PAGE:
The Judge denied the request, because, he said, it was not in Adam’s best interests to sever his bond with the Millers. A few months later, in a long statement submitted to the court, Niveen wrote that because of her “cultural background” and “lack of likeability” she had alienated the social workers, who had expended their energy on “trying to find something strange about my behavior and lifestyle [rather] than on appreciating all the changes and progress I have made.” She asked the Judge to imagine that he was Adam: “Having seen your mother’s good intent, her extreme regret for what she had done, her tremendous hard work to get you back and prevent the past from repeating itself, would you want to be put up for adoption and never see your mother or feel her love again?”
To be separated from a primary caregiver, however flawed, is a new trauma for an already vulnerable child. A study in Development and Psychopathology, after controlling for the effects of mistreatment, found that children in foster care have a weakened ability to regulate their emotions and impulses and to persevere when confronted with intellectual challenges; these behavioral problems were exacerbated when they were placed in a foster home with strangers rather than relatives. The adverse effects appeared to extend beyond childhood. An analysis in the American Economic Review found that, when there was no significant difference in the level of neglect or abuse, children who had been placed in protective custody were more likely, later in life, to be arrested or unemployed than those who had received services in their homes.
Sacha Coupet, a professor of law at Loyola University Chicago, who used to work as a guardian ad litem and as a psychologist, worries that the Adoption and Safe Families Act, by promoting “adoption as the normative ideal,” has made it easier to avoid “dealing with the enormously complex root causes of child neglect and abuse,” which may have little to do with parenting skills. “There’s this very American notion that mothers should be selfreliant, capable of taking care of their kids without any support, when that’s just not the world we live in,” she said. She finds that childwelfare agencies often “rush to get to the end of the story,” creating a middleclass fairy tale: “a poor kid is rescued by the state, given a new mom and dad, and the slate is wiped clean.”
Martin Guggenheim, a professor at New York University of Law, who represented children in court for more than a decade, believes that before long we will look back at the policy of “banishing children from their birth families” as a tragic social experiment. In a paper in the Harvard Law Review, he argued that “the use of coercive state power to redistribute children from their biological parents to others deemed by the state to be superior caregivers” should be restricted to rare and extreme cases, and resorted to only when less drastic measures had failed. The rights of Americans to “keep custody of children, and to control the details of raising them, are not accidentally or carelessly selected freedoms,” he wrote. He said that the courts perpetuate a “legal fiction”: the idea that “people in the courtroom can tell a young child, usually one of color, who he is related to and what community he belongs to.”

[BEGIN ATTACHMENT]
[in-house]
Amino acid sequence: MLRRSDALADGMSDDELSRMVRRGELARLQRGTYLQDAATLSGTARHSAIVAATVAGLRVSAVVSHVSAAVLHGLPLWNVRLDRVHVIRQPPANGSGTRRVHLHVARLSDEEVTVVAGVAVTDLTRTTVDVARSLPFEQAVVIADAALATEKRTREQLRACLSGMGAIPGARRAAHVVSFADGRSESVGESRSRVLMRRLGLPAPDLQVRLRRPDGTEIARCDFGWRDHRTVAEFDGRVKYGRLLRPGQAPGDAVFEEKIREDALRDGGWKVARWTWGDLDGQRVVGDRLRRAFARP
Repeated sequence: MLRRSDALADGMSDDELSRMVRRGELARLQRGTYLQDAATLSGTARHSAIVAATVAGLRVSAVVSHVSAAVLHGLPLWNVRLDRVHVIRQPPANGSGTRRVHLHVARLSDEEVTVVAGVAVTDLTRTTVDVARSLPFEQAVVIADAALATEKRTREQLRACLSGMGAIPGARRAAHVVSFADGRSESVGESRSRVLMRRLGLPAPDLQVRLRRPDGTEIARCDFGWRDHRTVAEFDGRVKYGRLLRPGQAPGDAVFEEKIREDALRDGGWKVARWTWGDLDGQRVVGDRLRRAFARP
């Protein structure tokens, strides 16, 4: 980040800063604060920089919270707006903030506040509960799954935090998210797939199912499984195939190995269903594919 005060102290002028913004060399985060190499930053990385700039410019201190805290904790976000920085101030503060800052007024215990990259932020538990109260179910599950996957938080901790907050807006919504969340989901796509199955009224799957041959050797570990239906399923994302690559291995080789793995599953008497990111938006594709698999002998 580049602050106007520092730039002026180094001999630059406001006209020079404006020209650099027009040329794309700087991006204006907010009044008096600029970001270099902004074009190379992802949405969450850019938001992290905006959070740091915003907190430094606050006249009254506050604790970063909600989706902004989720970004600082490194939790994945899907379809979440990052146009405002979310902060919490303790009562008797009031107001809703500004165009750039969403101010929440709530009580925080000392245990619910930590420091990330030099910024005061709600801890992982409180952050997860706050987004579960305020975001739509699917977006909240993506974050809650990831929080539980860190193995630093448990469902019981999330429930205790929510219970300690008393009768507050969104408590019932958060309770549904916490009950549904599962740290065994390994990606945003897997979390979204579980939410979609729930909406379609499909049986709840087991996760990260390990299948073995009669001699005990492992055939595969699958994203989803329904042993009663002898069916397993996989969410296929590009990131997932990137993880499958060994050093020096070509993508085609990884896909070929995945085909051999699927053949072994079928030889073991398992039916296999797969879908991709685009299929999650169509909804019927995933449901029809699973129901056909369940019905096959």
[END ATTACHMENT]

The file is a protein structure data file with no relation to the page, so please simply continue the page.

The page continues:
At Niveen’s final custody hearing, in July, 2008, her parental rights would be terminated unless she could meet the requirements for a “parental benefit exception”: she had to prove that her bond with Adam was so strong that the advantages of continuing their relationship outweighed the benefits of his settling into a permanent home with an adoptive family. Niveen’s psychologist, Leslie Drozd, submitted a letter to the Judge explaining that Niveen’s social workers were suffering from a “confirmatory bias.” She wrote, “The only data that has been collected and assimilated by the system has been that which confirms that a mother who could possibly abandon her child . . . is and shall permanently remain a ‘bad’ mother.”
Jane Mak, a court-hired psychologist, performed a “bonding study” that assessed the strength of Adam’s attachments. Her report drew on theories popularized by a 1973 psychoanalytic text, “Beyond the Best Interests of the Child,” which, despite its narrow focus, has provided a conceptual framework for modern child-welfare legislation. The authors write that children’s development is thwarted by “loyalty conflicts” and extended stretches of uncertainty. Once a child attaches to a foster caretaker, who becomes the “psychological parent,” the state should be reluctant to dissolve that bond. After observing Adam in her office with both sets of parents, Mak concluded that Adam was in a “distressful limbo state.” She wrote that Rebecca was his “primary psychological parent,” and that their relationship was strong and healthy, but added that he was also attached to Niveen, with whom he felt the “shadow of a shared past.” Mak warned that until Adam had a permanent family he would not be able to “attend to the tasks of being a child.”